A group of unknown individuals entered a cathedral in the Schweringen commune in Lower Saxony and removed the swastika from one of its bells, German media reported on Tuesday.
The perpetrators left a letter of confession that has been published by the local newspaper Die Harke.
"It's time for a spring cleaning that will bring a fresh breeze to our village. We have not only cleaned our village, but also the bell — from pigeon brood and the filth of National Socialism, which, 80 years later, threatened to divide the residents of the village," the letter read.
Pastor of the church, Jan-Axel Hellwage, said that "an unknown person entered the church with a key — there was no sign of a break-in."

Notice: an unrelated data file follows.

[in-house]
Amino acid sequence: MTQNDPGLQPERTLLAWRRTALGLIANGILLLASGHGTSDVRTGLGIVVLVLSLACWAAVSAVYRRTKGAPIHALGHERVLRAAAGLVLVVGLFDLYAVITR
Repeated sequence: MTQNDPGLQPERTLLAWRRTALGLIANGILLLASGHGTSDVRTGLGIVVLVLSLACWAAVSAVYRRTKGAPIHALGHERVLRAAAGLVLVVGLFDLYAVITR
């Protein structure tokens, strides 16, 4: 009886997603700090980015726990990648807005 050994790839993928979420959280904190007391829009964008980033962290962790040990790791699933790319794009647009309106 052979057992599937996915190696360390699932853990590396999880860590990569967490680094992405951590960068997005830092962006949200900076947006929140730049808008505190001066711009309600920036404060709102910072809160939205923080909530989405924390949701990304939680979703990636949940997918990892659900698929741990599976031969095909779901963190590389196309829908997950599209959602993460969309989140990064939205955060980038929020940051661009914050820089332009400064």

The "Nazi bell" in the church in Herxheim am Berg has been a bone of contention among local residents for a long time.
The bell, which dates back to 1934, has split the town in two, with one side arguing that keeping the bell in place is offensive to the memory of the victims of Nazism and would ruin the church's reputation; while others argued that it makes no sense trying to ignore the town's history.
In February, a local council decided not to remove the bell, saying that it should remain in place to remind people of the "violence and injustice" of the Nazi period.